For ten days in May 2019 I was transformed. Not an accidental or surprise transformation, but the result of an intentional effort to be transformed. Of course we were thousands of miles away from home, but that was only a small part of the story. Before leaving Oklahoma, I put on a telling out of office message on my work email – “I will have no access to email”. Work calls to my cell would go to voicemail and not be returned. Ten days would be the longest I have ever been apart from my wife since our marriage. The apps that I normally use on my phone like reddit and yahoo finance would not be used. I was going to do life differently and see what came out on the other side.
This report details the results of my group trip and what I learned about business and culture in North Asia.
One of the first things I learned happened before I left on the trip. For some reason I had believed (incorrectly) that a country’s economy could be grouped in developed and developing – only 2 classes. There are in fact 3 classes – advanced, emerging (the BRICS countries), and developing. My expectation was that China would be poor and cheap and that is mostly what I experienced. My expectation for South Korea was that it would be rich and expensive and internet access there would be off-the-charts fast, but I found prices to be moderate, and the internet no better than the internet at home. In short, I saw little differences between the emerging economy of China and the advanced economy of South Korea. Of course, Beijing is not China (as stated eloquently by Alvin) and I would love to take 2-3 months to really see China. However, I can only write about what I experienced myself.
What follows is a chronological listing of the events I experienced and my thoughts about them.
Thursday May 16, 2019
I left home at about 3pm. My flight path for the day would take from OKC to LAX, and then from LAX to PEK. I decided I wanted to take a flight Thursday afternoon and get to Beijing Saturday morning, which means crossing the Pacific at night. This is different than the conventional way to travel, which would be to leave first thing Friday morning and get to Beijing mid-afternoon on Saturday. I figured the days abroad were precious and few, so stealing one additional day instead of letting it go to waste with travel would be the way to go. Fortunately, Kaydee Cunningham was with me on this logic so I had a travel-mate.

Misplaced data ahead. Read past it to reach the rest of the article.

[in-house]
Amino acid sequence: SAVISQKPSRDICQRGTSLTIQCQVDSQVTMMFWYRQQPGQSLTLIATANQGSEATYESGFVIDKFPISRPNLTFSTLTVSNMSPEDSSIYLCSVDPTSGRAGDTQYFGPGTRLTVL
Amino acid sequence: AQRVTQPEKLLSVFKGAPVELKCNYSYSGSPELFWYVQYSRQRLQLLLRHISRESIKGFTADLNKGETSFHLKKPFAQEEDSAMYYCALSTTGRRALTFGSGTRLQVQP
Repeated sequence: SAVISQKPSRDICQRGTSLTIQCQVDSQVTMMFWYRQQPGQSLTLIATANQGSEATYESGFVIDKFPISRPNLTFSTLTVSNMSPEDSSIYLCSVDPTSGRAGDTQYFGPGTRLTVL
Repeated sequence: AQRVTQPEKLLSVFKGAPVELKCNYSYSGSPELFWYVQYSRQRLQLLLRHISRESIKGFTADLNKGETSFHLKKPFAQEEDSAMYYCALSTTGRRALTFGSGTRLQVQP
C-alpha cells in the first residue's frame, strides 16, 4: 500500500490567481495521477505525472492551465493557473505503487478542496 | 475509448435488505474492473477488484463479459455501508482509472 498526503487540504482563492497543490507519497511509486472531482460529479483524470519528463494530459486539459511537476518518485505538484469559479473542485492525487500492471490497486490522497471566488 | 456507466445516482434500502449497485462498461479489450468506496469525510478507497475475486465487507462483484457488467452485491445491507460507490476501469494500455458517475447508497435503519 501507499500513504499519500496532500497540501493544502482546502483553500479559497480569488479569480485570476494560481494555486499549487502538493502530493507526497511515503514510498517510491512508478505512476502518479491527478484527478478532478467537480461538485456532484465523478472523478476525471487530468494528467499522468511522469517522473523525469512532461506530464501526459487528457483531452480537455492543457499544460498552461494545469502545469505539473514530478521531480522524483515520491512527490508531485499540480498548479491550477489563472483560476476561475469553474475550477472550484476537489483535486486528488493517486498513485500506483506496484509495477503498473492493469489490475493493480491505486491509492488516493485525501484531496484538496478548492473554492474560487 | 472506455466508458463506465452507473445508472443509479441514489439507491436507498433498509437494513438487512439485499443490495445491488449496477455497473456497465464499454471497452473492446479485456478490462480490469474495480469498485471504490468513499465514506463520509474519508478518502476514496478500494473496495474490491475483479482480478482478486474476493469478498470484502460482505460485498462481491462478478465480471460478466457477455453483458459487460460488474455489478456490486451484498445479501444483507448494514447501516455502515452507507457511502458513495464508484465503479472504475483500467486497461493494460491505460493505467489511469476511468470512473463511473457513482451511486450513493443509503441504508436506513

One of the fringe benefits of the whole experience was getting on a group text string with the other three PMBAers from my cohort – Kaydee, Ashley and Angela. From May through March we communicated nearly daily about our expectations and desires for the trip. As a guy that does not get that many social texts, what a thrill that was in itself. Kaydee booked on the same flights with me. All four of us should have been on the same flights together, but I booked without confirming from the other 3. It turned out that Ashley had points to use on American and booked on American. Angela followed her lead. So instead of the four of us traveling together it was 2+2. Angela and Ashley would have followed me and all four of us would have traveled together if I was clearer in my communication and had the empathy to understand and serve the needs of this group. This character flaw I came to see in myself would become a recurring theme for me – one that I really dove in to in South Korea.
We had a six-hour layover in LAX – as far as I’m concerned far too long to kill in an airport, so we rented a car and drove for some Mexican food (Sol Mexican Cocina). I got to know Kaydee a bit better, ask her about her and Tyler’s OSU roots. We drove back by 10pm for a 1am flight. LAX was so crowded. The drive from the Mexican place back to LAX was quick enough, but the shuttle bus from Hertz back to the terminal took an hour. Good thing we were planning on arrive at the airport 4 hours before the flight. That meant that the slow ride back to the airport was not stressful. The flight ended up getting delayed to 3am anyways. As a side note, when I refilled gas for the rental car I paid $5.10/gallon. Yikes, the cost of living in California is high.